Jefferson County’s first CEO Tony Petelos says he’s retiring

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Tony Petelos, first director and chief executive of Jefferson County, announced Tuesday that he plans to retire later this year.

He was appointed to the newly created position on October 1, 2011, just a month before Jefferson County filed for bankruptcy, one of the largest municipal bankruptcies in US history, as it faced debt total of $4.2 billion.

Petelos, 67, helped oversee the county’s rebound as he refinanced sewer bonds and raised sewer rates to emerge from bankruptcy.

Petelos previously served as state legislator and mayor of Hoover.

“Helping to shape and shape the role of county executive in Jefferson County has been one of the most satisfying jobs of my entire career,” Petelos said. “While I have enjoyed serving in the Legislature, DHR and as Mayor of Hoover for two terms, Jefferson County has faced some serious challenges. I can retire knowing that I helped turn the county around. , and it is on the strongest financial basis.

Petelos was elected to the House of Representatives in 1986 and was re-elected twice, until 1997.

Governor Fob James appointed him commissioner of the Alabama Department of Human Resources in 1997 and he was reappointed by Governor Don Siegelman. The Department of Human Resources was under a federal consent decree when Petelos took over the position. He worked on a plan that helped the ministry be released from the consent decree.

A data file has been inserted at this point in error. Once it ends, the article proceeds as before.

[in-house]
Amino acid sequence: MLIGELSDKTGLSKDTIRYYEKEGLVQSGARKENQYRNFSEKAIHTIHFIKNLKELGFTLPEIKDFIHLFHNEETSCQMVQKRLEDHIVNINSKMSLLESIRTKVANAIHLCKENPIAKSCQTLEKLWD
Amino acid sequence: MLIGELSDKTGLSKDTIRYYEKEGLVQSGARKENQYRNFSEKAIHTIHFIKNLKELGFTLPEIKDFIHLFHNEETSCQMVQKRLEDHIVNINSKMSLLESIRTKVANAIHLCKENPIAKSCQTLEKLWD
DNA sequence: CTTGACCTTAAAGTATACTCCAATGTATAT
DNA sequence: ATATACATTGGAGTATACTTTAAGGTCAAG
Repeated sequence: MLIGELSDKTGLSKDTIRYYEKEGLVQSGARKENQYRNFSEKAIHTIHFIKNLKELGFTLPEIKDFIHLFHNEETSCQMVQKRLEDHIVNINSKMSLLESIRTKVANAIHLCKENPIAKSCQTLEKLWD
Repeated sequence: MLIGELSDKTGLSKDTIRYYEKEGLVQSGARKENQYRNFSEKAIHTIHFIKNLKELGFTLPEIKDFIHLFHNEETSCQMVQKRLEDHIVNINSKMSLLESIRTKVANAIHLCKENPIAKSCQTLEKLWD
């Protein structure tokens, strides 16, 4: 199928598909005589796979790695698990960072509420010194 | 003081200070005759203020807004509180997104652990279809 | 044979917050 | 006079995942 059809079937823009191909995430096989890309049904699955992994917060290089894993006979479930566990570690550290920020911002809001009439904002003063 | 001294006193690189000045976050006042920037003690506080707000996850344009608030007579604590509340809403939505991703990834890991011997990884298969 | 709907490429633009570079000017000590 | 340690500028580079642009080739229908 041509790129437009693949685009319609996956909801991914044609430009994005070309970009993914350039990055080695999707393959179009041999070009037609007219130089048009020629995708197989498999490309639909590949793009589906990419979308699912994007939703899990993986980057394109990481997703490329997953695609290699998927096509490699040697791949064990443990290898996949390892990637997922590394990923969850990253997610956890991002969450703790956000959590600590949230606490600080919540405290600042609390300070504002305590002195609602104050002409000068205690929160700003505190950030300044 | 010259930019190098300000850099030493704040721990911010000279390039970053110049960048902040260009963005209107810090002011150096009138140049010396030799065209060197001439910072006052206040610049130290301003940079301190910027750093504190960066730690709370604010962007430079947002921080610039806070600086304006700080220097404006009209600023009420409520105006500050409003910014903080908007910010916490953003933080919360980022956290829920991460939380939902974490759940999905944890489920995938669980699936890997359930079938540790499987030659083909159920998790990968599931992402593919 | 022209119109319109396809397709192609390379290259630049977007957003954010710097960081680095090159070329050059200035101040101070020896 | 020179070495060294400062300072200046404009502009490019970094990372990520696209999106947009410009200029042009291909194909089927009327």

Petelos was elected Mayor of Hoover in 2004 and re-elected in 2008 unopposed.

Petelos also helped Jefferson County emerge from a longstanding consent decree last year.

In December, a federal judge lifted a 1982 consent decree against Jefferson County aimed at preventing discrimination in its hiring practices.

“The new management we have in place is top notch and extremely diverse,” Petelos said. “I’m not usually one to say I’m proud, but I’m proud of what Jefferson County is today.”

Petelos is also a cancer survivor, having been diagnosed in 2014 with stage 2 bladder cancer. He underwent numerous treatments and was declared cancer free in late 2015. He said at the time that this had changed his outlook on life, allowing him not to get bogged down in small things.

“We have to put that aside and realize that something can hit you one day or instantly and life is gone,” he said. “Every day is a blessing.”

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